The average distance to the Moon is 384,403 km.
Because the Moon revolves around the Earth in an elliptical orbit, which means that at some point it will be further, and at some, on the contrary, it will be closer.
When the Moon is at its closest point to the Earth (perigee), we are only 363,104 km apart.
And the distance from the most distant point (apogee) to the Earth is as much as 406,696 km.
It turns out that the distance from the Earth to the Moon varies within 43,592 km.
Due to this rather large difference, the moon in the night sky is of different sizes. At perigee, the Moon looks 15% larger to us than at apogee.
The difference in distances also affects the brightness of the Moon when it reaches its full phase. At the point closest to the Earth, the full moon is usually 30% brighter than at its maximum distance from our planet. When the full moon is at perigee, it is called a “supermoon”.
How to determine the distance to the moon?
Calculations of the ancient Greeks
In the work of Aristarchus of Samos “On the magnitudes and distances of the Sun and Moon” (3rd century BC), the first attempt in the history of science to establish the distances to these Moon and Sun is made, as well as to determine their sizes.
Aristarchus proceeded from the assumption that the Moon has the shape of a ball and shines with light reflected from the Sun. In those moments when the Moon has the form of a half-disk, it forms a right triangle with the Earth and the Sun.
If at this moment we accurately determine the angle between the directions from the Earth to the Moon and to the Sun (CAB), we can find from simple geometric relationships how many times the leg (the distance from the Earth to the Moon AB) is less than the hypotenuse (the distance from the Earth to the Sun AC). According to Aristarchus, CAB=87°; therefore, the ratio of these sides is 1:19.
Aristarchus was wrong about 20 times. In fact, the distance to the Moon is less than to the Sun, almost 400 times, and not 19. His mistake is that it is impossible to accurately determine the moment when the Moon is at the top of the right angle, only on the basis of observations. He couldn’t know it yet. The slightest inaccuracy entails a huge deviation from the true value.
The greatest astronomer of antiquity Hipparchus of Nicaea in the middle of the II century BC. e. with great certainty determined the distance to the moon and its dimensions, taking the radius of the globe as a unit. In his calculations, Hipparchus proceeded from a correct understanding of the cause of lunar eclipses: the moon falls into the earth’s shadow, which has the shape of a cone with a vertex located somewhere in the direction of the moon.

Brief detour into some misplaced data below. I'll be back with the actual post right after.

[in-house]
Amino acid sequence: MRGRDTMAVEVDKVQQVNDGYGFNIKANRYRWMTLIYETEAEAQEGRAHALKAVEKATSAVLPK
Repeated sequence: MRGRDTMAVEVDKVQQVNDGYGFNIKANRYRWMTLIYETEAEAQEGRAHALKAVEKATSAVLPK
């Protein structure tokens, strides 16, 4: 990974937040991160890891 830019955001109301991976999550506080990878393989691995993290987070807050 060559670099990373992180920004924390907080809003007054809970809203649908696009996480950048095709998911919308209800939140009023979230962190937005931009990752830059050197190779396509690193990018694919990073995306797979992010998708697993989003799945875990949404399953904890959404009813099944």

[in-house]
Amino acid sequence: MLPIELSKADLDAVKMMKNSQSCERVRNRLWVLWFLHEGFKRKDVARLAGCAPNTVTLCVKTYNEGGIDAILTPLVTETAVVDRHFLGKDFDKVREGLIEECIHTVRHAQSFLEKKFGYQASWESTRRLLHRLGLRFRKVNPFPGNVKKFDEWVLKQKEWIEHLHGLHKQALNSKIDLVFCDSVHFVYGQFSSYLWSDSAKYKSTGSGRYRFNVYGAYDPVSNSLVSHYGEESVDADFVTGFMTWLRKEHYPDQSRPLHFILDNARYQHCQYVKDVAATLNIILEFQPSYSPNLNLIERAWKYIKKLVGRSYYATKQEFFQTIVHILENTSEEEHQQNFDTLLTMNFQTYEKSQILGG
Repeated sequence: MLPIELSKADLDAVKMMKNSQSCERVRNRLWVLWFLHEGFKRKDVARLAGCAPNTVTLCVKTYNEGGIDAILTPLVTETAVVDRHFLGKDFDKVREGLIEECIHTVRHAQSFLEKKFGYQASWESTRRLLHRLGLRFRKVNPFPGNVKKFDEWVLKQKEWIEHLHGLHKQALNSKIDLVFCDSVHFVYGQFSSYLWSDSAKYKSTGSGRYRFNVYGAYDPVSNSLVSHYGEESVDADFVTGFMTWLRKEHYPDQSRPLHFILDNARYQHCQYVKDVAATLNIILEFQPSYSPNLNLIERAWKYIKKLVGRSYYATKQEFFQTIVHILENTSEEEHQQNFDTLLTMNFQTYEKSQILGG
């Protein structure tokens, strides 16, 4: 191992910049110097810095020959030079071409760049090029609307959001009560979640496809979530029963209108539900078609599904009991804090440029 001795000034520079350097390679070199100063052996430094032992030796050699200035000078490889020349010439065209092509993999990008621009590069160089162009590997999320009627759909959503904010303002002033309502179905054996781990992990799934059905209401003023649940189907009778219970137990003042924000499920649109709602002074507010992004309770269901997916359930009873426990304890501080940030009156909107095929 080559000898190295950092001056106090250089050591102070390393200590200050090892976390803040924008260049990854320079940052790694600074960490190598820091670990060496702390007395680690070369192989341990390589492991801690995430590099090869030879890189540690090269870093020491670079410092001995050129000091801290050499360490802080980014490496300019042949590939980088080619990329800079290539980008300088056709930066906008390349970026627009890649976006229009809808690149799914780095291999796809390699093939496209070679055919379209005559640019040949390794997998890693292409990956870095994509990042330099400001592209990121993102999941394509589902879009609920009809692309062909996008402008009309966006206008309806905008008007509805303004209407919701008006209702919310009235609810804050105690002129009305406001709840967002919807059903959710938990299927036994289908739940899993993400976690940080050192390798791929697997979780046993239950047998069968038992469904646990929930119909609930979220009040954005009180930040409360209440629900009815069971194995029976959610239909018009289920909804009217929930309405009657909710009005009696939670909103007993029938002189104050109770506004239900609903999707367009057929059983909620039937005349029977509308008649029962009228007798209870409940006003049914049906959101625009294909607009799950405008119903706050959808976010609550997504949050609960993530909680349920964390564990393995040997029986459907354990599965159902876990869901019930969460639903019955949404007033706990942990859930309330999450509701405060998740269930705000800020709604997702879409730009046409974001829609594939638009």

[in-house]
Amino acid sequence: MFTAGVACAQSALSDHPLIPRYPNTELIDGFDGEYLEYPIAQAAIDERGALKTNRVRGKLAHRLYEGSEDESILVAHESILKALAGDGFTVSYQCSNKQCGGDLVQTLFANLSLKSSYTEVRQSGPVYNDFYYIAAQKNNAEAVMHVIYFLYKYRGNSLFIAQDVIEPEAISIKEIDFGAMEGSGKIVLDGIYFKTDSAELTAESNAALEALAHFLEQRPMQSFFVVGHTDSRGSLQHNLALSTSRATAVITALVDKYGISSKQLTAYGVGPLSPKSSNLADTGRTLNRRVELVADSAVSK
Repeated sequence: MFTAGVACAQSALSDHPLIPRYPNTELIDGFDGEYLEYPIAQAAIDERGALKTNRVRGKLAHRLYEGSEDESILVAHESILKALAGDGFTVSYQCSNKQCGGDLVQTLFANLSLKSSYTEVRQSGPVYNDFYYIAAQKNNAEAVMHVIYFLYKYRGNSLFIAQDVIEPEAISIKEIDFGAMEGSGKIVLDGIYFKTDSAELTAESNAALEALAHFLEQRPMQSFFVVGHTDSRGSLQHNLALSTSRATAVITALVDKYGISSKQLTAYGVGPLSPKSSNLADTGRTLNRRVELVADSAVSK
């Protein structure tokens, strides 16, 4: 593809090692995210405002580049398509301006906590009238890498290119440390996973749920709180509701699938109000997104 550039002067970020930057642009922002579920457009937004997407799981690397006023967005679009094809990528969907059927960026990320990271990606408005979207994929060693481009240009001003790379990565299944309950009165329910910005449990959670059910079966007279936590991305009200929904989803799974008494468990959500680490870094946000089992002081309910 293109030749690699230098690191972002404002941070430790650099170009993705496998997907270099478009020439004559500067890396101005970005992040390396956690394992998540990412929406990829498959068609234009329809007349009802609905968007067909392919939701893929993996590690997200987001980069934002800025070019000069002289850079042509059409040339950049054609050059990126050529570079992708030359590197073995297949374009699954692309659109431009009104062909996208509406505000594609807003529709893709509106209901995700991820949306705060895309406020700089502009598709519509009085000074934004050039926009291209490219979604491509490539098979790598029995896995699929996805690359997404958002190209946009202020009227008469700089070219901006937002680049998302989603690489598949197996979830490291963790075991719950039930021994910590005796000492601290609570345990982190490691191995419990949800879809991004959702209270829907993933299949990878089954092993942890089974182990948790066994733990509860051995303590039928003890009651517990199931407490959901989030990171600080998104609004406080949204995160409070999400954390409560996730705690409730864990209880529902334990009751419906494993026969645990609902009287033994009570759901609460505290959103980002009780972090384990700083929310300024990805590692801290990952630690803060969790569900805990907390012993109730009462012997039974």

The figure shows the position of the Sun, Earth and Moon during a lunar eclipse. From the similarity of triangles it follows that the distance from the Earth to the Sun AB is as many times greater than the distance from the Earth to the Moon BC, how many times the difference in the radii of the Sun and the Earth (AE – BF) is greater than the difference in the radii of the Earth and its shadow at the distance of the Moon (BF – CG ).
From observations with the simplest goniometric instruments, it followed that the radius of the Moon is 15′, and the radius of the shadow is approximately 40′, that is, the radius of the shadow is almost 2.7 times greater than the radius of the Moon. Taking the distance from the Earth to the Sun as unity, it was possible to establish that the radius of the Moon is almost 3.5 times less than the radius of the Earth.
Then it was already known that at an angle of 1′ an object is observed, the distance to which exceeds its dimensions by 3,483 times. Therefore, Hipparchus reasoned, at an angle of 15′ the observed object would be 15 times closer. This means that the Moon is at a distance from us, 3483:15 = 230 times its radius. And if the radius of the Earth is approximately 3.5 radii of the Moon, then the distance to the Moon is 230 : 3.5 ~ 60 radii of the Earth, or about 30 Earth diameters. This is about 382 thousand kilometers.
Giparchus of Nicaea received a relatively accurate distance to the moon.
How is distance measured now?
Now the distance to the Moon can be calculated with an accuracy of a few millimeters. It is enough for scientists to detect how long it takes for a laser beam launched from the Earth to reach a special reflector installed on the Moon and return back.
Soviet lunar rovers and American astronauts placed several corner reflectors on the surface of the Moon.
What it is?
Laser beams directed from the Earth to the Moon and returned by reflectors make it possible to measure the distance to the nearest millimeter. Even though only a small fraction of the 100 quadrillion laser photons sent back to Earth are enough to accurately calculate the distance.
The speed of light is almost 300,000 km/s, and it takes a little over a second for a laser beam to travel to the moon and back. Based on precisely recorded time, astronomers can easily determine the current distance to the Moon with high accuracy.
The moon is moving away
Using this method of calculating the distance, it was found that the Moon moves away from the Earth by 3.8 cm every year. This means that in millions of years the Moon will appear smaller in the sky. In a billion years, it will even appear smaller than the Sun, and total solar eclipses will become a thing of the past.
The data also helped reveal imperfections in the moon’s rotation around its axis due to the effects of Earth’s gravity. The moon has a slightly elongated orbit and shows little wiggles called librations. These wiggles indicate the presence of a viscous molten substance inside the Moon. Particularly valuable data on librations is obtained using a corner reflector located in the place where librations are most noticeable.